Collaboration enhances career progression in academic science, especially for female researchers

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dc.contributor.author van der Wal, Jessica E. M.
dc.contributor.author Thorogood, Rose
dc.contributor.author Horrocks, Nicholas P. C.
dc.date.accessioned 2021-09-16T04:58:01Z
dc.date.available 2021-09-16T04:58:01Z
dc.date.issued 2021-09-08
dc.identifier.citation van der Wal , J E M , Thorogood , R & Horrocks , N P C 2021 , ' Collaboration enhances career progression in academic science, especially for female researchers ' , Proceedings of the Royal Society B. Biological Sciences , vol. 288 , no. 1958 , 20210219 . https://doi.org/10.1098/rspb.2021.0219
dc.identifier.other PURE: 168505084
dc.identifier.other PURE UUID: de086e19-9d75-40c8-9468-80ee16b682be
dc.identifier.other WOS: 000693568800010
dc.identifier.other ORCID: /0000-0001-5010-2177/work/100084435
dc.identifier.uri http://hdl.handle.net/10138/334393
dc.description.abstract Collaboration and diversity are increasingly promoted in science. Yet how collaborations influence academic career progression, and whether this differs by gender, remains largely unknown. Here, we use co-authorship ego networks to quantify collaboration behaviour and career progression of a cohort of contributors to biennial International Society of Behavioral Ecology meetings (1992, 1994, 1996). Among this cohort, women were slower and less likely to become a principal investigator (PI; approximated by having at least three last-author publications) and published fewer papers over fewer years (i.e. had shorter academic careers) than men. After adjusting for publication number, women also had fewer collaborators (lower adjusted network size) and published fewer times with each co-author (lower adjusted tie strength), albeit more often with the same group of collaborators (higher adjusted clustering coefficient). Authors with stronger networks were more likely to become a PI, and those with less clustered networks did so more quickly. Women, however, showed a stronger positive relationship with adjusted network size (increased career length) and adjusted tie strength (increased likelihood to become a PI). Finally, early-career network characteristics correlated with career length. Our results suggest that large and varied collaboration networks are positively correlated with career progression, especially for women. en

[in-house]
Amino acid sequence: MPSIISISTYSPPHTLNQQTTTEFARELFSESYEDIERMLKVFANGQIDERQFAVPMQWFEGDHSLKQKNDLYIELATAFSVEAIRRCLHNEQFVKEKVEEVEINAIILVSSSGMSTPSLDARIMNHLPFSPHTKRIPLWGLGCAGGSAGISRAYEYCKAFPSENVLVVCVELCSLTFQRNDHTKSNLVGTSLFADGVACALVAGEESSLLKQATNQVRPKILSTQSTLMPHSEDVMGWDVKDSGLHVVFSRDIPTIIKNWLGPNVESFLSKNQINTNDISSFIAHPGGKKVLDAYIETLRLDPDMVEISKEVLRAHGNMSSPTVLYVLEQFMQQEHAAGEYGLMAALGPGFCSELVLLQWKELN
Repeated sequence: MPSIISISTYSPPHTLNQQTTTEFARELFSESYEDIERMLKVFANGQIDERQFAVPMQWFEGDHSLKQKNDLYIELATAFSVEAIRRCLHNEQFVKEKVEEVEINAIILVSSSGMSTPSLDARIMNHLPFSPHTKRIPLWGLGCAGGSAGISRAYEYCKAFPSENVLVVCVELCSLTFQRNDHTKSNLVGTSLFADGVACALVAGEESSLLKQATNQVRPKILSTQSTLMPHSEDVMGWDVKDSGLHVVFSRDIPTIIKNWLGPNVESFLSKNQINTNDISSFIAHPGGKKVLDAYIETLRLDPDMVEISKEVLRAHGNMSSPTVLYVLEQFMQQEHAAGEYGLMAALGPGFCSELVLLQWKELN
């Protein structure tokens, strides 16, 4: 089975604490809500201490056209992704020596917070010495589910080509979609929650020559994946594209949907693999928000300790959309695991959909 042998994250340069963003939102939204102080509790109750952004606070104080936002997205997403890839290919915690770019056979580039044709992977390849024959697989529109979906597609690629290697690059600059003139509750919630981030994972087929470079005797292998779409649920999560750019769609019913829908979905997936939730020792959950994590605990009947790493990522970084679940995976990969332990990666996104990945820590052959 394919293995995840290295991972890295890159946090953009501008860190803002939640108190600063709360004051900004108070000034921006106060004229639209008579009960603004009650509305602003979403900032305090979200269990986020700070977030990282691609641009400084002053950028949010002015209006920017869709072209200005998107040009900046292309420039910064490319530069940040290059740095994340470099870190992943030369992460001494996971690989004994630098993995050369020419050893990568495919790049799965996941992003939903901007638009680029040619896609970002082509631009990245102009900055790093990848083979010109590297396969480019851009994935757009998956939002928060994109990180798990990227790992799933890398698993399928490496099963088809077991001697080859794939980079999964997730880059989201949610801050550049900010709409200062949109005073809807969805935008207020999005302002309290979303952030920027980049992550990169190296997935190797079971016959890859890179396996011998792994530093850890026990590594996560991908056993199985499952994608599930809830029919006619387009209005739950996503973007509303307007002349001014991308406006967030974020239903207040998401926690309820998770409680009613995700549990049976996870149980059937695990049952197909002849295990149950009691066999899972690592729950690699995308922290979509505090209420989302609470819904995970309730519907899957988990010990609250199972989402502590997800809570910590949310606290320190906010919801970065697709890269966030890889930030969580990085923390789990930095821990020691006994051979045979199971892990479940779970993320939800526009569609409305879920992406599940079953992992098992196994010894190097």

dc.format.extent 10
dc.language.iso eng
dc.relation.ispartof Proceedings of the Royal Society B. Biological Sciences
dc.rights cc_by
dc.rights.uri info:eu-repo/semantics/openAccess
dc.subject bibliometrics
dc.subject collaboration networks
dc.subject gender gap
dc.subject academic survival
dc.subject sociality
dc.subject GENDER-DIFFERENCES
dc.subject WOMEN
dc.subject IMPACT
dc.subject REGRESSION
dc.subject ECOLOGY
dc.subject LIFE
dc.subject TIES
dc.subject 5141 Sociology
dc.title Collaboration enhances career progression in academic science, especially for female researchers en
dc.type Article
dc.contributor.organization Helsinki Institute of Life Science HiLIFE, Joint Activities
dc.contributor.organization Organismal and Evolutionary Biology Research Programme
dc.contributor.organization Helsinki Institute of Life Science HiLIFE
dc.contributor.organization Helsinki Institute of Sustainability Science (HELSUS)
dc.contributor.organization Evolution, Sociality & Behaviour
dc.description.reviewstatus Peer reviewed
dc.relation.doi https://doi.org/10.1098/rspb.2021.0219
dc.relation.issn 0962-8452
dc.rights.accesslevel openAccess
dc.type.version publishedVersion

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